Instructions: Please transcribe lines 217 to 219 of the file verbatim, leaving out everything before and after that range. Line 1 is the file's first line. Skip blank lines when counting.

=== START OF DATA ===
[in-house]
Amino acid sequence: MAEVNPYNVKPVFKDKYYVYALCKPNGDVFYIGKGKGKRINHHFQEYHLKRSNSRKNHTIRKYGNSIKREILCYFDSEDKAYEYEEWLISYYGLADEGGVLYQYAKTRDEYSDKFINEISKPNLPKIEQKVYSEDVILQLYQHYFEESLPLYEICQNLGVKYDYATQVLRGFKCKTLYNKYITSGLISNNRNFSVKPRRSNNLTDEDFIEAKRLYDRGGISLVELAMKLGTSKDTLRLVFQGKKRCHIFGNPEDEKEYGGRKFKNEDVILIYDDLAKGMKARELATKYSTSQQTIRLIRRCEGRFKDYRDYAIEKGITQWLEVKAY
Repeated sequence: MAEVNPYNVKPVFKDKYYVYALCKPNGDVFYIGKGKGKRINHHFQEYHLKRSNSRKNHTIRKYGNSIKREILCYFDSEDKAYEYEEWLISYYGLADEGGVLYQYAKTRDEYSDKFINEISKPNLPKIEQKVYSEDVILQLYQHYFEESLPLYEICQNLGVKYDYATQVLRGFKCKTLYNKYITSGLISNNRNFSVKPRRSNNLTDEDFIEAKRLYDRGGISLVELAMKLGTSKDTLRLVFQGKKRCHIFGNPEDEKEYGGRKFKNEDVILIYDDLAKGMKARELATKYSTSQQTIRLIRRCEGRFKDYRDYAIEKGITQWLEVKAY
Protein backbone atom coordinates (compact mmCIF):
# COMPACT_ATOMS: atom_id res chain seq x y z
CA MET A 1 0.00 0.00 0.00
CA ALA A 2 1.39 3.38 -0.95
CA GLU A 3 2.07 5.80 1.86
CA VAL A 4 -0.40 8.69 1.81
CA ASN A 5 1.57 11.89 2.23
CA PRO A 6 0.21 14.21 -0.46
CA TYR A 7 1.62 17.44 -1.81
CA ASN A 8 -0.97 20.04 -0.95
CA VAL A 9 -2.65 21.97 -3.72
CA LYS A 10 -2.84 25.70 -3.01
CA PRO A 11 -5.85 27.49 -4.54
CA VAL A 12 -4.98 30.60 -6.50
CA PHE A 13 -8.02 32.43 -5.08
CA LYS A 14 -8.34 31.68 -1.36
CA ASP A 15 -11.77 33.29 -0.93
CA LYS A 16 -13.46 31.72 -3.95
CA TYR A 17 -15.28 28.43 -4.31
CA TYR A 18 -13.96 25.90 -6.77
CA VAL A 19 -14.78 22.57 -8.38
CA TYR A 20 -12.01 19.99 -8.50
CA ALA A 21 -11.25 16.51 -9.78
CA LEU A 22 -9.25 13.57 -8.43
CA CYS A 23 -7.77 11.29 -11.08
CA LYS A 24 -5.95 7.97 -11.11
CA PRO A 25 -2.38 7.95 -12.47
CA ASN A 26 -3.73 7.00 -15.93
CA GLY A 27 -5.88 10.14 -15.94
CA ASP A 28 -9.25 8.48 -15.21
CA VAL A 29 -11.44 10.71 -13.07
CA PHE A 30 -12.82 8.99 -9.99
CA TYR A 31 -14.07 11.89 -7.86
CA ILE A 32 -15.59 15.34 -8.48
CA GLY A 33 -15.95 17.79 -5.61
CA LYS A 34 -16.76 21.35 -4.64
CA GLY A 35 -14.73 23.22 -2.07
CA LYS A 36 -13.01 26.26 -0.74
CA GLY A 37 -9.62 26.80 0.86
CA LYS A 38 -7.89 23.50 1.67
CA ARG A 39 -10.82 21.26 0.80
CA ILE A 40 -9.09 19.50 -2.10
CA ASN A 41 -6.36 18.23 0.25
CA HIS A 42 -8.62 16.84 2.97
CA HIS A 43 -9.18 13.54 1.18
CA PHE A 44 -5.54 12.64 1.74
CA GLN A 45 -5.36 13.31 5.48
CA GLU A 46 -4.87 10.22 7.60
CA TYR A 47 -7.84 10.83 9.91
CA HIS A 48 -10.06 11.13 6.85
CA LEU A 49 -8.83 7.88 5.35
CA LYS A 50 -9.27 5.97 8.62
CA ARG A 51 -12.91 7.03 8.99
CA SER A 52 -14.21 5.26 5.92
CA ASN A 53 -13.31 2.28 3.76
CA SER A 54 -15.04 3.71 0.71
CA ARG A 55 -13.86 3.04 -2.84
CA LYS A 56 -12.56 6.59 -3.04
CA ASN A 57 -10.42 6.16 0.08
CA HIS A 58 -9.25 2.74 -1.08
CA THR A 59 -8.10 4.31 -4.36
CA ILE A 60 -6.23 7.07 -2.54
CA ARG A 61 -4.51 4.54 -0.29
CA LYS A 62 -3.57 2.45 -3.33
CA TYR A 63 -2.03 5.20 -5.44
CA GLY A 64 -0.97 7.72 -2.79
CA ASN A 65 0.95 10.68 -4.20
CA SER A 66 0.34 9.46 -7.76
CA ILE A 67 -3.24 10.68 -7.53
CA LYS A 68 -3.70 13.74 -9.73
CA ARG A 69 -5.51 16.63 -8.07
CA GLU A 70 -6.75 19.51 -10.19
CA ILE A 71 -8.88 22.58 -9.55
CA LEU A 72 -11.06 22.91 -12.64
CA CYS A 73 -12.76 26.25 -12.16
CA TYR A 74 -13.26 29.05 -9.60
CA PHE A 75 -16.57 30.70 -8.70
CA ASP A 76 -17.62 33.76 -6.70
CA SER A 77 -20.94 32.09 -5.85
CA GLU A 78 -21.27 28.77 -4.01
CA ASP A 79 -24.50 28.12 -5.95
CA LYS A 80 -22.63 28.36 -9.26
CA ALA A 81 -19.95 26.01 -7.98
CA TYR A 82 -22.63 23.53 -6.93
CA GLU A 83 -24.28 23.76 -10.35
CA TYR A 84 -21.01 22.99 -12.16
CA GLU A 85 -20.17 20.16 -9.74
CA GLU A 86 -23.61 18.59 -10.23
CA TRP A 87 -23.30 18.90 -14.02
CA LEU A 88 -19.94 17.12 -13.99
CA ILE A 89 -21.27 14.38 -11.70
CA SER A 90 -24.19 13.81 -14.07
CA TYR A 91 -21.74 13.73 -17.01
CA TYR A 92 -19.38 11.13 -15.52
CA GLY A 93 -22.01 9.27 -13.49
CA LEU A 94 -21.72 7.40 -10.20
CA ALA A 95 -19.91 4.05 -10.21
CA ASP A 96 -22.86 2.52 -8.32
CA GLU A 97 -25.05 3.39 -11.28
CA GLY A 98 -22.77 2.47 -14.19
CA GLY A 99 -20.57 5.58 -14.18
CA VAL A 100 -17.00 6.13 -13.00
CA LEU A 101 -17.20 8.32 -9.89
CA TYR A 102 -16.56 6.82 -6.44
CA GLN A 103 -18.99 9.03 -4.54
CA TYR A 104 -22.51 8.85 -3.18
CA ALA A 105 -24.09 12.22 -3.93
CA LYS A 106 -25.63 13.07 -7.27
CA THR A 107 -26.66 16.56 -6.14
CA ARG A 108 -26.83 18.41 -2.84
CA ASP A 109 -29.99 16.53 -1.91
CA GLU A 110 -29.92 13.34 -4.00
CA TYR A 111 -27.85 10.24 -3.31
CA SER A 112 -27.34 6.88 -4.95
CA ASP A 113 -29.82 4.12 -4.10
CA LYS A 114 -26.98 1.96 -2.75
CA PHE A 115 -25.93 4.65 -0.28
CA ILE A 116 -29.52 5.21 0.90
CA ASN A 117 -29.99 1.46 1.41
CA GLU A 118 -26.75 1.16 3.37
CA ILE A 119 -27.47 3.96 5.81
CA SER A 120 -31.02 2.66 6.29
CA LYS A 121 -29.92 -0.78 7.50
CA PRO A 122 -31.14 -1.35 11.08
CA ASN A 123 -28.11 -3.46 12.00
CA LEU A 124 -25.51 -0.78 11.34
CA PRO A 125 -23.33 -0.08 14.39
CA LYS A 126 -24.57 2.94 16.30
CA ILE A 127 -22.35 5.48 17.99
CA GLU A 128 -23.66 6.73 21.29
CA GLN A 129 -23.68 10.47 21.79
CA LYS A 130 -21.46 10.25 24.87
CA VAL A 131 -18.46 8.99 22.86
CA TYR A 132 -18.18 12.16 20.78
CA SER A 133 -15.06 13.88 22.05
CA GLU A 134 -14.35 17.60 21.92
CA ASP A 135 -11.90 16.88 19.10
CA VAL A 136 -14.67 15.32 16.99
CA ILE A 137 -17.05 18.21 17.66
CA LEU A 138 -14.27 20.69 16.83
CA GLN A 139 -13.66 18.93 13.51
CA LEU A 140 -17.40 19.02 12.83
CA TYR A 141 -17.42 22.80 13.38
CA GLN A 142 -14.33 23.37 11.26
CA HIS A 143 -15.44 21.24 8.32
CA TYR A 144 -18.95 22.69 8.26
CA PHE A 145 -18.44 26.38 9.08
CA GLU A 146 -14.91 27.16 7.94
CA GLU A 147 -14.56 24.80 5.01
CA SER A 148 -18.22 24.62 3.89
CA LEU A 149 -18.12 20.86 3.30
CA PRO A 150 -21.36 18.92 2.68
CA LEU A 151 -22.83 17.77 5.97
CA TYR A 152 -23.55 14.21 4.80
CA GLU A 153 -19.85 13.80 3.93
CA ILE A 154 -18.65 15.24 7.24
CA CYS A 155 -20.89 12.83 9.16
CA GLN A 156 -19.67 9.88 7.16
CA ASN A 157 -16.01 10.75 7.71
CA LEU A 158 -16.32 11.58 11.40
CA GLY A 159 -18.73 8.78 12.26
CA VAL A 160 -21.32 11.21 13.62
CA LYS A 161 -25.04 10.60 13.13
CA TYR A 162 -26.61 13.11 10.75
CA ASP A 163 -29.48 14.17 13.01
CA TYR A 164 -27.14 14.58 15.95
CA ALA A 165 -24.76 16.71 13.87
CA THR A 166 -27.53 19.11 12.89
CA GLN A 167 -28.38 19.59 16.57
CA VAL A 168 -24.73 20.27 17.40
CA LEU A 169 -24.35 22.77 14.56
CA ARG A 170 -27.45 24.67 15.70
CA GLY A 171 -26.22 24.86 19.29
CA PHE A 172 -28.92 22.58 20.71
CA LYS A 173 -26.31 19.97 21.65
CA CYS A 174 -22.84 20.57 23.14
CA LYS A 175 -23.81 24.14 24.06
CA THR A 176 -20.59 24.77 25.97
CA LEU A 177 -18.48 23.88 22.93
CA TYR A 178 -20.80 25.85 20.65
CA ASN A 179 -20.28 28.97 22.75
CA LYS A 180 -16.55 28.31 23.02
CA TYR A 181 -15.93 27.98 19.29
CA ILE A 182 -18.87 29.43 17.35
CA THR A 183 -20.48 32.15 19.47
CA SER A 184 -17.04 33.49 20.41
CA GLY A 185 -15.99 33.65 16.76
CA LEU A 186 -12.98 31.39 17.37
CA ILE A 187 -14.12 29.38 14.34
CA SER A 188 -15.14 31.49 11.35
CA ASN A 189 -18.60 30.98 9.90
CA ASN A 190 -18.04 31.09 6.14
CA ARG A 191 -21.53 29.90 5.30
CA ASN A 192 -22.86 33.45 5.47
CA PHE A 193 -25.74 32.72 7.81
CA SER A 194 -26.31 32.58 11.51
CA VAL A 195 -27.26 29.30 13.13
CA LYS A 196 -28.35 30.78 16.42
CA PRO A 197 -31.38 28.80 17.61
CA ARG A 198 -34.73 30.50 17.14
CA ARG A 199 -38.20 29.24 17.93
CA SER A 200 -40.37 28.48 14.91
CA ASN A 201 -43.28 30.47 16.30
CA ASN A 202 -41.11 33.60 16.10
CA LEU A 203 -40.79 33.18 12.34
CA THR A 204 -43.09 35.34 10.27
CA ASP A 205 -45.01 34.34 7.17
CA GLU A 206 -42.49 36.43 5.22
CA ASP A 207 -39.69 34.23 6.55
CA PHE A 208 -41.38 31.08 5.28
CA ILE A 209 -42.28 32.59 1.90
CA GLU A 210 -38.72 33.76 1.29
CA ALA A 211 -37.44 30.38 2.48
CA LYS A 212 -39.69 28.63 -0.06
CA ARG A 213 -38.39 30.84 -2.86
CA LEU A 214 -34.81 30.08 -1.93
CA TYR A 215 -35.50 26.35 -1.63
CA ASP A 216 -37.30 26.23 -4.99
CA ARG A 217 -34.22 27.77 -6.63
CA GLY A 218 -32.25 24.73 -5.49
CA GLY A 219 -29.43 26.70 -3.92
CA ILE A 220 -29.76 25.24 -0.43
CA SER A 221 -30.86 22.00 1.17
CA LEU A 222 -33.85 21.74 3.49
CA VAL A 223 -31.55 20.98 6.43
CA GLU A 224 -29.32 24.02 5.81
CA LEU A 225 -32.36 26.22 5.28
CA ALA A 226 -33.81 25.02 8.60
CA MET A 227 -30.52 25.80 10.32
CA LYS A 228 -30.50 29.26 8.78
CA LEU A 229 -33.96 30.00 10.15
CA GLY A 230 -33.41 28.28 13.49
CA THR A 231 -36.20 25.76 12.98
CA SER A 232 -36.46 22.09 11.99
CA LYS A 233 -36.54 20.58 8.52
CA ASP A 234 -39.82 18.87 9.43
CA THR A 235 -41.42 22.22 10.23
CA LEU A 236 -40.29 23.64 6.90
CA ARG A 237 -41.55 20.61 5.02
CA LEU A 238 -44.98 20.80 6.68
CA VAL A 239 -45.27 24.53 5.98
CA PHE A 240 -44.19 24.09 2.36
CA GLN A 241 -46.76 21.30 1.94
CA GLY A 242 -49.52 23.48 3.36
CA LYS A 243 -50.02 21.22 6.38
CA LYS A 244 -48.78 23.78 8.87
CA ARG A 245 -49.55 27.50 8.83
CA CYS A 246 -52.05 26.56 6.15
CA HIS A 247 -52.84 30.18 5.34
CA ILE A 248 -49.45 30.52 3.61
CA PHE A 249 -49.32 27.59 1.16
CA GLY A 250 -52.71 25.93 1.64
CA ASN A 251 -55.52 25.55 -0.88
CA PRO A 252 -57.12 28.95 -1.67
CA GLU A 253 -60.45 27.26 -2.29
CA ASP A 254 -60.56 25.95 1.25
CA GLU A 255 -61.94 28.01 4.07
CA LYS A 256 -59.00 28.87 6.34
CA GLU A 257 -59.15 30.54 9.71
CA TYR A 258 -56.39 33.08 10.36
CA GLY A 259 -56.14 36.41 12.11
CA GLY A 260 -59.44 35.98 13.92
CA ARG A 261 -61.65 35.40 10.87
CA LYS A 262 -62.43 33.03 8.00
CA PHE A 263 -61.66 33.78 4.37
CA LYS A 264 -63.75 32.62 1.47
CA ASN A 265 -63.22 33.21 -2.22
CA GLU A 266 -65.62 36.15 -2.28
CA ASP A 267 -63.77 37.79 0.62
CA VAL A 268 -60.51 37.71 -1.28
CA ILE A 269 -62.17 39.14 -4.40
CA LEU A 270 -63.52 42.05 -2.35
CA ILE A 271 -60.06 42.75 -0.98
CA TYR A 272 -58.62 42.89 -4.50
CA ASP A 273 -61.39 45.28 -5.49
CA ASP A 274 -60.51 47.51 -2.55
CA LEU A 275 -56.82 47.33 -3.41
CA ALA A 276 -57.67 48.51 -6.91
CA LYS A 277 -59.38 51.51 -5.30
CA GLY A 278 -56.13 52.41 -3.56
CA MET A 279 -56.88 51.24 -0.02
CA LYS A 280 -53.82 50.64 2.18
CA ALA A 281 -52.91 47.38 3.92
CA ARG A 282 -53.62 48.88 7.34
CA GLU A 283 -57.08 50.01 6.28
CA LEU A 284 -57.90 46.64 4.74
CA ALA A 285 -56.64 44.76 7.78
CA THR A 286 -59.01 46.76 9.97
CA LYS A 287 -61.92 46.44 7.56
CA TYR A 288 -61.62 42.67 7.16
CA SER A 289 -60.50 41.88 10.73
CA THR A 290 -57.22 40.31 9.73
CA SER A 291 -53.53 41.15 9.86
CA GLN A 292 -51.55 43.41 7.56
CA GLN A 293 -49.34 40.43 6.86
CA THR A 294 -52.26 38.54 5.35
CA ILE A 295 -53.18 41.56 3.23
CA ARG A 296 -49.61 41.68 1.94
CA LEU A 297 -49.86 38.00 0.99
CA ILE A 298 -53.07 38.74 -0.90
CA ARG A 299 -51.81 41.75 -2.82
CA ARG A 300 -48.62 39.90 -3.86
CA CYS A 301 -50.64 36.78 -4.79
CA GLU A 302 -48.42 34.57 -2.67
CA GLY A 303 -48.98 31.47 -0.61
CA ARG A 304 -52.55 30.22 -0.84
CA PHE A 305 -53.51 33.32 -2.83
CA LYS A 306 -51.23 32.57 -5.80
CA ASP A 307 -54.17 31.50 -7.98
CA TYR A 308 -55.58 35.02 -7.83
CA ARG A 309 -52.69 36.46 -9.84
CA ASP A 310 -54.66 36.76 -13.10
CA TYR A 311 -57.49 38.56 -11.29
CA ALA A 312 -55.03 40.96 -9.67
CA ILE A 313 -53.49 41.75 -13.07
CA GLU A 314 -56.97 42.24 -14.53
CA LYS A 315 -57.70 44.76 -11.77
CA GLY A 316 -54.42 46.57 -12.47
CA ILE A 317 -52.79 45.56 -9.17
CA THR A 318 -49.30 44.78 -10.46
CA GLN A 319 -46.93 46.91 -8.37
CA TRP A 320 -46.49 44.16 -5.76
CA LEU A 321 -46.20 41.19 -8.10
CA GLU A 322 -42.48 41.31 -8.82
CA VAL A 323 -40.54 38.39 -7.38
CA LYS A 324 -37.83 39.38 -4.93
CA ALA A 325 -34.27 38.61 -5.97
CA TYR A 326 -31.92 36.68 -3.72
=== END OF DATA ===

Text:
CA LYS A 212 -39.69 28.63 -0.06
CA ARG A 213 -38.39 30.84 -2.86
CA LEU A 214 -34.81 30.08 -1.93